There’s a moment when you have to decide to cut off any other possibility, and take action and allow yourself that recognition that you’re lost!

Once you decide you’re lost, it becomes easier psychologically; you know you need to do something…some kind of lost protocol…but as you decide that you’re not lost, you keep telling yourself “oh it’s gotta be right up here.” “I know the trail is just up ahead.” “No, I’m not lost, just a little disoriented.” It’s thoughts like these that have you get farther away from the last place where you knew where you were…thoughts like these can keep you getting deeper and deeper lost in the woods.

stop

When lost, this is an important acronym to memorize: S. T. O. P.

Stop: This means do just that. Don’t go any further. This has been an emergency protocol and has been very effective. It’s used by the Scouts, outdoor organizations and guide services, search and rescue and many others. When you stop, you also need to calm down; you may want to sit down and take a few breaths and get centered. This is important. Not only are you not going any further, you are also creating what’s called a “scent pool.” This is the term for when particles of scent flakes are falling off your body, onto the ground and the trees around you. It is a concentrated area where, if search and rescue are using dogs for searching, this will be really helpful for the dogs to locate you. This is also why you hug a tree when lost.

Think: A lot of things can be going through your mind at this time. You’ve accepted the fact that you are lost. This is very important step. You need to prioritize your thoughts. Think of your basic needs: shelter, water, fire, signal, food and first aid for the first 72 hours. You may have to spend the night.

A wilderness guide used a good analogy–the first hour or so, the search area can be represented by the size of a business card on a map, and a few hours later, it is the size of open newspaper!

Observe: Use your senses. Do you smell the smoke of a fire; listen for the sound of a roaring river; see the direction of where the sun is traveling across the sky; notice where you are; look for catching features on the landscape, i.e. rivers, streams, trail junctions, dominant boulders or trees, a ridge that you can get a bigger view to see a field or lake in the distance, or a road, a fire tower.

Plan: It is important to create a plan for yourself and know your plan and take ACTION.

This could be marking your area with bright clothing, create a visual signal that creates a contrast to the environment (red coat, orange poncho, etc.). You want to come up with some “what if’s” scenarios, such as “if I hear a vehicle, helicopter or people yelling, what do I do?”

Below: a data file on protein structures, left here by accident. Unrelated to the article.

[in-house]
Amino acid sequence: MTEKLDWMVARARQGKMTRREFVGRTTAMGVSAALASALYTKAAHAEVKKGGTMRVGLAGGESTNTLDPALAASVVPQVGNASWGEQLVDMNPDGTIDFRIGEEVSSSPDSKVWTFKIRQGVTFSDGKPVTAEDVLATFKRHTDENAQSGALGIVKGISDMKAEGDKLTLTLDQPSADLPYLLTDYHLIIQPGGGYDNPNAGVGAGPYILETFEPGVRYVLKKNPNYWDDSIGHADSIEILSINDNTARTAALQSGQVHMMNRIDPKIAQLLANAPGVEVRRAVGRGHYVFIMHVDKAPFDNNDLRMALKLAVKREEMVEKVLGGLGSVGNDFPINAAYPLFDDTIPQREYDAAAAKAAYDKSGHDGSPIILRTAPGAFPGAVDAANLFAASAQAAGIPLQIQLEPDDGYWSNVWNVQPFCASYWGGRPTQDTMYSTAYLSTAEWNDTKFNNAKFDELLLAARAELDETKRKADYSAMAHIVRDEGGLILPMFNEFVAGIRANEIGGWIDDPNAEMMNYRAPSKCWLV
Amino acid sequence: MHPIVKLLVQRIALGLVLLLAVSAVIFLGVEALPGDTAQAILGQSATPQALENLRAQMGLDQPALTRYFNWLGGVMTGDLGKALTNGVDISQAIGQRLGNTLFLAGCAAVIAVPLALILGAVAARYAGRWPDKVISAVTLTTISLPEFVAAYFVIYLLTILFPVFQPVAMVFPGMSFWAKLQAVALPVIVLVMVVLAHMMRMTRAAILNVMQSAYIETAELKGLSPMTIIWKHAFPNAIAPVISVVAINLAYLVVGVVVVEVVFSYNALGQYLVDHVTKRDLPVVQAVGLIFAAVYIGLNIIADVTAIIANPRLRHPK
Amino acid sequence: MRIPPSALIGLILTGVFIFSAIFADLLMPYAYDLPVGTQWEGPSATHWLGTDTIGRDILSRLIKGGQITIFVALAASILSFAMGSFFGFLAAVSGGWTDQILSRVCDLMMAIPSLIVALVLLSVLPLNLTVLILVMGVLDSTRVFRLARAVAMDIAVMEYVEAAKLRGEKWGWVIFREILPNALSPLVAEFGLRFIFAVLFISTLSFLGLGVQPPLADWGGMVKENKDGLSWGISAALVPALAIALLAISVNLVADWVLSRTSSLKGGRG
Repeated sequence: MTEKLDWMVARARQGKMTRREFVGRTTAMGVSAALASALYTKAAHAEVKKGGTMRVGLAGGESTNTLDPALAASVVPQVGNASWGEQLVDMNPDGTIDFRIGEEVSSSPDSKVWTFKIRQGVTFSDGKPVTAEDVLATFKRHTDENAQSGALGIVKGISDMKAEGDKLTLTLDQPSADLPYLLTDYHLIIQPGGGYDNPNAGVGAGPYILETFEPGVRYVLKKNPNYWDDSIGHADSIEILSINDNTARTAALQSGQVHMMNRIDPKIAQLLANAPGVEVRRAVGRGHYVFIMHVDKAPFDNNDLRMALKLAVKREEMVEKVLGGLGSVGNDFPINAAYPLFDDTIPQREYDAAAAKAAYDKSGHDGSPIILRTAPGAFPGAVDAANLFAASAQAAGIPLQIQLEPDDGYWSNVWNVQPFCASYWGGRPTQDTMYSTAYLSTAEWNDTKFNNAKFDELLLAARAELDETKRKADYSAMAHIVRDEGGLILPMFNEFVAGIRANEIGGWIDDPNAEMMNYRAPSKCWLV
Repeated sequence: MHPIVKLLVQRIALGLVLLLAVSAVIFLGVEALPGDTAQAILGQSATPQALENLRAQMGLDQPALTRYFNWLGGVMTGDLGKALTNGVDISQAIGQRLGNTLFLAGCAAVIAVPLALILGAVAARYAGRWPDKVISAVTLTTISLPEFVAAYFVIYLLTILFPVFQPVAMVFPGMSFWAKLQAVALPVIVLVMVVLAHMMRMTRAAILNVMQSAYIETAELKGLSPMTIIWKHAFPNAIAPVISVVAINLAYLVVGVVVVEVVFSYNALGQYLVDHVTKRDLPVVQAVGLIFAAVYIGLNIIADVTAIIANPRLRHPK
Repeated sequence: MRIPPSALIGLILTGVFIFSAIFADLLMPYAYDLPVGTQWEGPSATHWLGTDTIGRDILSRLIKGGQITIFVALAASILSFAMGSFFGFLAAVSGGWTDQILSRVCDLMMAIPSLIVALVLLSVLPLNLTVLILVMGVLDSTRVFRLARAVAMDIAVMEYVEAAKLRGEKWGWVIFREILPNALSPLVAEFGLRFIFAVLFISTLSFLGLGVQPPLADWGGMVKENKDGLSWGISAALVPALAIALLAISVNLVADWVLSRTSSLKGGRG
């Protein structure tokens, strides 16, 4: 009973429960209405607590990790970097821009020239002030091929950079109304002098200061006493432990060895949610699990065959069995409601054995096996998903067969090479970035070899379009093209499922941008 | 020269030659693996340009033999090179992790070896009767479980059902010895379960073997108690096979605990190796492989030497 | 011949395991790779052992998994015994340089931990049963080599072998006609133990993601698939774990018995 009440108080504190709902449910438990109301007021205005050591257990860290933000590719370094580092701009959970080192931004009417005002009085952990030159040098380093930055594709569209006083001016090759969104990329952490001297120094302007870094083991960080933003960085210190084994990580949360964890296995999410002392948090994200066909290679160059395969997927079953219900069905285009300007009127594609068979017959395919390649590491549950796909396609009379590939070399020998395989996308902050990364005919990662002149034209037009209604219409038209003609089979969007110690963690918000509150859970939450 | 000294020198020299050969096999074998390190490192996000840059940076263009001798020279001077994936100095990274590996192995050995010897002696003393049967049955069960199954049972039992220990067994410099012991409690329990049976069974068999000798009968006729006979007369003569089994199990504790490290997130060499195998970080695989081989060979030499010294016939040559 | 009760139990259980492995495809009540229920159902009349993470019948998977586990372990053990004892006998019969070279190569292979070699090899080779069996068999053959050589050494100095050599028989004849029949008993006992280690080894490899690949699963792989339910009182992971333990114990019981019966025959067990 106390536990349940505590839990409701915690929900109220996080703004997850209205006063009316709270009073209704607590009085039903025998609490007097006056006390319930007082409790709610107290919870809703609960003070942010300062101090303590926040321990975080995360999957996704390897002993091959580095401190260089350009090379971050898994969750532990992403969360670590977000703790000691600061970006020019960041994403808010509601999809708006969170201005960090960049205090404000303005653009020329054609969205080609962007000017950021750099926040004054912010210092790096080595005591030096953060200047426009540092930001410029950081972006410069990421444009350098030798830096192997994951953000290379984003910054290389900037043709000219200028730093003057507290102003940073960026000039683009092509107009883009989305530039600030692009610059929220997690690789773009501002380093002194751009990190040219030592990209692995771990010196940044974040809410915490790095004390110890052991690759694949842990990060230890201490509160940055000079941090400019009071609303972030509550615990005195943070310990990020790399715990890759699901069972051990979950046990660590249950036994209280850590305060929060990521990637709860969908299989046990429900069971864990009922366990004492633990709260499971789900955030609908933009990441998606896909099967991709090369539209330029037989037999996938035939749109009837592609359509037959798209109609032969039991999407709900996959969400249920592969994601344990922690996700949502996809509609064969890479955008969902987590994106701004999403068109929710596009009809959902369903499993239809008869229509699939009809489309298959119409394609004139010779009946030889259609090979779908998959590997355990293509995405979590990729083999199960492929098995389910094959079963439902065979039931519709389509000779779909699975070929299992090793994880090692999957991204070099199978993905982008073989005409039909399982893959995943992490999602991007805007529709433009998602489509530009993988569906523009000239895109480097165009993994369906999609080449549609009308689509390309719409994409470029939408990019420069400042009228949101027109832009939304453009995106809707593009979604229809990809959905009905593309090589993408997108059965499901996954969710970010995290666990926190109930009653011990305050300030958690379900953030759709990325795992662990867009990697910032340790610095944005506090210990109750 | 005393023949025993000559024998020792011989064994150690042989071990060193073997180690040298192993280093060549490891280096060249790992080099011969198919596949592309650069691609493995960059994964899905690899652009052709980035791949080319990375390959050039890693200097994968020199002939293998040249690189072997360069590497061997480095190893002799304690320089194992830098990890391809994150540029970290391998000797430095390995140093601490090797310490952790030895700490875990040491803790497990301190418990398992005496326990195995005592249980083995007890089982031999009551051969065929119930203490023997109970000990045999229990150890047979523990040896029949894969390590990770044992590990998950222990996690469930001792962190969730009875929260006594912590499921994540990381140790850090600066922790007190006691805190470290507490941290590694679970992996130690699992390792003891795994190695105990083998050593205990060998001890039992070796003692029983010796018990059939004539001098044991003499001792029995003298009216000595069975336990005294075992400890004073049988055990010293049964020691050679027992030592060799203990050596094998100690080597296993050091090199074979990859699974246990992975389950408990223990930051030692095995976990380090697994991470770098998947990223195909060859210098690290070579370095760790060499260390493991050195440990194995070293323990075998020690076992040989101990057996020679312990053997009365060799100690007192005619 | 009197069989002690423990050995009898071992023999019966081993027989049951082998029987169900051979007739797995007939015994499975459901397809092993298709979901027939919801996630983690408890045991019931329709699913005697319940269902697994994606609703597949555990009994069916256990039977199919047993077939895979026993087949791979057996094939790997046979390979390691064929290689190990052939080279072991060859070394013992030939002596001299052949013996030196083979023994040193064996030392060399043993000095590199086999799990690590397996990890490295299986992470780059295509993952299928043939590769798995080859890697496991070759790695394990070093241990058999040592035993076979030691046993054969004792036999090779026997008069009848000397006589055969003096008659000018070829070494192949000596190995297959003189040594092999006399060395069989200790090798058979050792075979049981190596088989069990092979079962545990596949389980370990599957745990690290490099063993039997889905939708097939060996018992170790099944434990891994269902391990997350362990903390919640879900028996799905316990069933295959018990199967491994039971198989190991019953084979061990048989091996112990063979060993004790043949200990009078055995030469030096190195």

Do you have a way to make noise or a bright light if it is dark and they are searching at night? Sometimes it is easier for the rescuers to see fresh disturbance of tracks at night with lights at a low angle (tracking tip).

It is now late afternoon, and as I make my decision and it begins to slowly sink in that I am here for the night…perhaps longer…I begin to take action. Although it is warm now, I remember the nights have been cold. Before I launch into creating an insulative layer up off the ground and sheltering me from the elements, my first action is making some noise. I get a good solid stick and look for a dead tree that is close by for a better resonance when I hit it. A solid live tree sound will not carry. I also have a skill of whistling with an acorn, and that is extremely loud. I know there is no one searching for me at this moment, however I may find another hiker or a farm house or logger in the area.

threeThe universal sign for emergency is 3! Three loud whistles, gun shots, car horns or banging a piece of metal if trapped underground in a mine or in a building in an earthquake. Always remember 3.

TO BE CONTINUED…I’m Lost! Hike Turns into Wilderness Survival Experience

I’m Lost! Hike Turns to Wilderness Survival Experience (Part 2)

stop We last left off where I was lost and signaling for help and integrating my S.T.O.P plan of action. (S=Stop; T=Think; O=Observe; P=Plan)

sun compassSo after working on signaling with sound, I decide to make a sun compass. Time is important right now so I only take 3 minutes to put this together. I get a straight branch and place it in the ground and mark the tip of it where the shadow ends with another shorter stick. The next part of the sun compass is time. As the shadow moves every 15 minutes, I mark it again. This allows me to form an accurate read on the sun’s trajectory and gives me an east/west line while getting other things done.

Off in the distance I hear the call of a woodpecker; I have an intuitive hit that this is important somehow but not sure at the moment. Birds are excellent allies because they know their place and are specialists and depending on the type of bird will indicate habitat.

A New Paradigm in Being LOST
There’s a lot of “charge” in the word “lost”; so much focus on the psychological fear of being lost. Things arise in the mind, like “I’m not going to have enough water, warmth or food.” This is a fear of the unknown. Let’s shift our paradigm about being “lost”.

Indigenous people all over the world lived (and live) so close to the earth that they did not call what they did on a daily basis survival. They did not consider where they lived “wilderness”; something separate from their lives. Historical research in ethnobotany as well as speaking to the native peoples directly, has taught us that it wasn’t about being lost, it was about “being”; it was not about surviving, it’s about “living.”